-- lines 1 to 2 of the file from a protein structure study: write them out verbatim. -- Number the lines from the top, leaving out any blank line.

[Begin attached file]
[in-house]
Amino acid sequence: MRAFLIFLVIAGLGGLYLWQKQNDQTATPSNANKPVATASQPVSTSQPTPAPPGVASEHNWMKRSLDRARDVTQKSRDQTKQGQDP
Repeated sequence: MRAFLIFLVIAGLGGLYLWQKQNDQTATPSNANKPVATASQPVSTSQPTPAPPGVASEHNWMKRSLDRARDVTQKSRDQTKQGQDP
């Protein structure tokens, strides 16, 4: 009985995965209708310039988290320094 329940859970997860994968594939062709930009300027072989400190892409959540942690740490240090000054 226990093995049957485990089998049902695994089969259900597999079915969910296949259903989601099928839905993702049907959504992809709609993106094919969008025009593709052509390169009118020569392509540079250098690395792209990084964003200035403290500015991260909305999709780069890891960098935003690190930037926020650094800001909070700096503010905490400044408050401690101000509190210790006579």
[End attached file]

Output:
[in-house]
Amino acid sequence: MRAFLIFLVIAGLGGLYLWQKQNDQTATPSNANKPVATASQPVSTSQPTPAPPGVASEHNWMKRSLDRARDVTQKSRDQTKQGQDP